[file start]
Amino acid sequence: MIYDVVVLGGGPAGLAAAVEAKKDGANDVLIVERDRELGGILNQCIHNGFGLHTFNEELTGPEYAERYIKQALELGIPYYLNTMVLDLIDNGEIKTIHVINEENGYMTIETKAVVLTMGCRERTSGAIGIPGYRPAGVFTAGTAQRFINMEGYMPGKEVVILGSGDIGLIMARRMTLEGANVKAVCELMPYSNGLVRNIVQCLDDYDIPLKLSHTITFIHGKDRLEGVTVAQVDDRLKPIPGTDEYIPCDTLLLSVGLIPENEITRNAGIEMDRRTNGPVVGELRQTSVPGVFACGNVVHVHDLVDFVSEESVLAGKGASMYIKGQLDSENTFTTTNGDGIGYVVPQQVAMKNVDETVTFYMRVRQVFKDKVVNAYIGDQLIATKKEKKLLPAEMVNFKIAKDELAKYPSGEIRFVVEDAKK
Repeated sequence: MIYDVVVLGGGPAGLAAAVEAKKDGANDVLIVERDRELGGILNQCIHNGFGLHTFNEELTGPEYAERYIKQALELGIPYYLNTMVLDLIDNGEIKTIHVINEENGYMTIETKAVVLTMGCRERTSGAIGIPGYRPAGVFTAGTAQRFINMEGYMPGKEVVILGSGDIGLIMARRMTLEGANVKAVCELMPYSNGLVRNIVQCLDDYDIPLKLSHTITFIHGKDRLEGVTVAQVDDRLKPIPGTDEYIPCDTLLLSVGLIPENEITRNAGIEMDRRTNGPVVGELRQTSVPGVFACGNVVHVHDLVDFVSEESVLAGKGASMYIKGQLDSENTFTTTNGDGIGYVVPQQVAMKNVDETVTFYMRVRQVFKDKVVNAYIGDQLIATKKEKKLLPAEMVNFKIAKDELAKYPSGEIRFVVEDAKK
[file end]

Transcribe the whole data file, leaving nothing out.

Amino acid sequence: MIYDVVVLGGGPAGLAAAVEAKKDGANDVLIVERDRELGGILNQCIHNGFGLHTFNEELTGPEYAERYIKQALELGIPYYLNTMVLDLIDNGEIKTIHVINEENGYMTIETKAVVLTMGCRERTSGAIGIPGYRPAGVFTAGTAQRFINMEGYMPGKEVVILGSGDIGLIMARRMTLEGANVKAVCELMPYSNGLVRNIVQCLDDYDIPLKLSHTITFIHGKDRLEGVTVAQVDDRLKPIPGTDEYIPCDTLLLSVGLIPENEITRNAGIEMDRRTNGPVVGELRQTSVPGVFACGNVVHVHDLVDFVSEESVLAGKGASMYIKGQLDSENTFTTTNGDGIGYVVPQQVAMKNVDETVTFYMRVRQVFKDKVVNAYIGDQLIATKKEKKLLPAEMVNFKIAKDELAKYPSGEIRFVVEDAKK
Repeated sequence: MIYDVVVLGGGPAGLAAAVEAKKDGANDVLIVERDRELGGILNQCIHNGFGLHTFNEELTGPEYAERYIKQALELGIPYYLNTMVLDLIDNGEIKTIHVINEENGYMTIETKAVVLTMGCRERTSGAIGIPGYRPAGVFTAGTAQRFINMEGYMPGKEVVILGSGDIGLIMARRMTLEGANVKAVCELMPYSNGLVRNIVQCLDDYDIPLKLSHTITFIHGKDRLEGVTVAQVDDRLKPIPGTDEYIPCDTLLLSVGLIPENEITRNAGIEMDRRTNGPVVGELRQTSVPGVFACGNVVHVHDLVDFVSEESVLAGKGASMYIKGQLDSENTFTTTNGDGIGYVVPQQVAMKNVDETVTFYMRVRQVFKDKVVNAYIGDQLIATKKEKKLLPAEMVNFKIAKDELAKYPSGEIRFVVEDAKK